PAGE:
She hopped from foot to foot with huge excitement. Her black sweatshirt and leggings were spattered from chest to ankle with what appeared to be bird droppings.
The horsebox for which Ms Lane had been waiting pulled up opposite her 16th-century barn. Tentative and shaken, out came four foals: two New Forest colts, one of them lame, a Shetland and a tiny donkey. They entered a stable like a scene from a Christmas card, and fell on the hay. The donkey foal rolled on his back and waved his small hooves at the spectators.
Carla Lane sighed. On the rafters above her were perched eight hens and cocks, the latter rescued from sentence of death for noise pollution: she seemed in imminent danger of adding to her bird dropping collection. But she was unperturbed. 'I'd rather do this,' she said, 'than buy diamonds.'
A kind of madness has overcome Carla Lane, for which she herself finds it hard to account. Now in her fifties and grandmother to seven, the cause of animal salvation has, in the last year, taken her over almost completely. She lives surrounded by 1,500 rescued creatures, from a kestrel to a frog with a broken leg.
Her clothes were not, in fact, covered with bird droppings but sick- pigeon food. This writer of sophisticated comedy had spent the day writing the first scene of a new series, in between giving feeds to one pigeon in a sling, and therapy to another, which had brain damage.
Her move from London to Broadhurst Manor, with its 20 acres, at the end of last year, was forced on her because she had rescued so many New Forest ponies. Most of her income now sinks into her charity, Animaline. Every week pounds 1,200 is eaten, pounds 300 goes in wages, pounds 100 to the vet. Then there is the wood, the wire, the telephone bill, the transport.
That morning she had handed pounds 600 to her charity manager to spend saving New Forest foals from being sold to dealers at the Beaulieu Road Sale, near Lyndurst in Hampshire. Paul and Linda McCartney had donated enough to buy two foals, and a local establishment for adults with learning disabilities had given enough to buy another.
Mrs McCartney is the patron of Animaline. 'If I ring Linda,' said Ms Lane, 'and say I've got a rabbit here that needs letting free, she says come over and let him go in my place - it's fox-proof.'
The auction was a complex operation. Dealers and women in jodphurs and padded jackets crowded round the ring. Well to the back stood Ms Lane's sanctuary manager. On another side stood Animaline's undercover bidder. 'If they see me bidding,' said her manager, 'the price will go up.'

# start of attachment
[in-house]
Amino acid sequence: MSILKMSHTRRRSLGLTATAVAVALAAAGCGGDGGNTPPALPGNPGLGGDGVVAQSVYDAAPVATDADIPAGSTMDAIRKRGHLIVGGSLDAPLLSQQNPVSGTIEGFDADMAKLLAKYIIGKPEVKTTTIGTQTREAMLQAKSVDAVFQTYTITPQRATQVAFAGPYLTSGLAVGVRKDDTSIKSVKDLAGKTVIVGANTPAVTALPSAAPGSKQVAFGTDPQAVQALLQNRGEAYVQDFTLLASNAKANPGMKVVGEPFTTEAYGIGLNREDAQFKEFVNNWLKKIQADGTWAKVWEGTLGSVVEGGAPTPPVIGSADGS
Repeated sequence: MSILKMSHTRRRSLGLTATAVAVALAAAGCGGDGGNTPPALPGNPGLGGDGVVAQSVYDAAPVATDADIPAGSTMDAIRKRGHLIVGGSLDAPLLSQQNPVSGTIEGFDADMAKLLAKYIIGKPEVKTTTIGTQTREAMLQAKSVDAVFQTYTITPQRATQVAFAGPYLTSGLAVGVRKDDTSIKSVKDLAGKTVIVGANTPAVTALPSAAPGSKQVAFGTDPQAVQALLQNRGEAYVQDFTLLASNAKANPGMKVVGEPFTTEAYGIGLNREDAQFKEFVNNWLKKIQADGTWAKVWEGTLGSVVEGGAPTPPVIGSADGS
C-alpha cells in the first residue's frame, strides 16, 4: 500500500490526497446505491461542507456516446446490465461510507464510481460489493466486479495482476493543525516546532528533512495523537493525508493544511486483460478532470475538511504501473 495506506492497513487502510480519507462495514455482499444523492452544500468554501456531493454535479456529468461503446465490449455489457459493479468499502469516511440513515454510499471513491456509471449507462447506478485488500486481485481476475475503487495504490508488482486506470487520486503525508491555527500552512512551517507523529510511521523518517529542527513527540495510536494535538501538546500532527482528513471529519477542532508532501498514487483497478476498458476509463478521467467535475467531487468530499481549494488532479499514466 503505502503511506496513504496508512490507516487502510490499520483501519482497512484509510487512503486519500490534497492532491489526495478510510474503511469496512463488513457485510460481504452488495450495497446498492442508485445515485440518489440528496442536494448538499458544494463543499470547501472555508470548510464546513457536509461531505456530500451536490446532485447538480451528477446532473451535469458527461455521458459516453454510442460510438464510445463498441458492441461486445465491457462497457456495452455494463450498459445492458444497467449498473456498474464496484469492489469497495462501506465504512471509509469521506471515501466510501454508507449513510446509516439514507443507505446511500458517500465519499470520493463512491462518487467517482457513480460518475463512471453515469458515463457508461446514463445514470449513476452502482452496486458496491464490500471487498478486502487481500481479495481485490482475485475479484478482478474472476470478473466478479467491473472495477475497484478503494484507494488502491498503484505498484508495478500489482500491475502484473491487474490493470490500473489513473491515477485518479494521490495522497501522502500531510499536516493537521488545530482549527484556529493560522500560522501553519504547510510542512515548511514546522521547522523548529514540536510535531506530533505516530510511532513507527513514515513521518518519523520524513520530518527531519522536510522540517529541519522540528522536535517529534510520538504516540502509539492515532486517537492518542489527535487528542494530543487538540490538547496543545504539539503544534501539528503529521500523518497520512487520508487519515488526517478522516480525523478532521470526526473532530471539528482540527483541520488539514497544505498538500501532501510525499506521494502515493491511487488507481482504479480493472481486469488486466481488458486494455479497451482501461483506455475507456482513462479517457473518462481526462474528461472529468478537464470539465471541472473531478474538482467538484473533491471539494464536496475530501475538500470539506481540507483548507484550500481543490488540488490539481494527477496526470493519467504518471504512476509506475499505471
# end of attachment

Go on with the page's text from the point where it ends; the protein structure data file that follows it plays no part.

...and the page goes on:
Round the pens he had gone, picking out the weakest-looking of the foals that stood bewildered. The cheapest go for around 35 guineas. There were more than 600 lots, of which perhaps half were foals, removed each autumn from the New Forest to prevent over-grazing. The better foals are sold as future riding ponies. Animaline claims that the poorest specimens often go to slaughter, but the forest commoners deny this. One said: 'Their prices are too high for the meat man. They all go as riding ponies.'
Anxiously, the small group from Animaline watched the foals enter the ring, whinnying for the mothers. At the edge of the ring a thickset, large-stomached man leant against a pole. He was, they claimed, a meat man, the enemy in a check shirt. A commoner claimed there were no meat men there.
The donkey foal entered the ring to a chorus of Aaaaahs. 'Fifty]' went the bidding. '55. 60 . . . 95. 100.' As the bidding went up, it was impossible to know who the undercover man was up against. A kind private buyer? A dealer? 'One hundred and forty five guineas]' A sigh of relief went up from the Animaline team. At the end of the day, the Animaline manager had bought two foals for just over 40 guineas, and the Shetland for over 80. So far Ms Lane's charity has bought 70 New Forest ponies in this way. They are given on permanent loan to homes checked by Animaline twice a year. Some, of course, would have ended up in good homes as riding ponies anyway. Ms Lane's passions are not entirely susceptible to cold logic.
Once her new finds were deep in hay I asked why she was buying ponies, rather than calves or sheep, which go to slaughterhouse daily. Her eyes lit up. 'Oh]' she said. 'I'm going to rescue calves] I want some calves - and some lambs, too] I don't really have enough land for what I want to rescue.' There may not be enough land in Britain for what Carla Lane would like to rescue. 'You realise,' she said, 'that we are nutters of the highest order.' Ms Lane is, when it comes to animals, barking mad, and probably mewing, whinnying and braying into the bargain.
But at least she is spending her money on something other than herself. She lobbies ministers. Her charity says it has conducted more than 100 successful prosecutions for cruelty. 'I wish,' said Carla Lane, 'that everyone was as nutty as we are.'
With her 13 cats, she retires to bed and peaceful sleep, disturbed only on cold nights when she wakes to worry about dogs that are locked out. In her grounds, silence has fallen on the hedgehog garden, and the brain-damaged pigeon sleeps.
Animaline is open on appointment. Ring in advance: 0342 810596.
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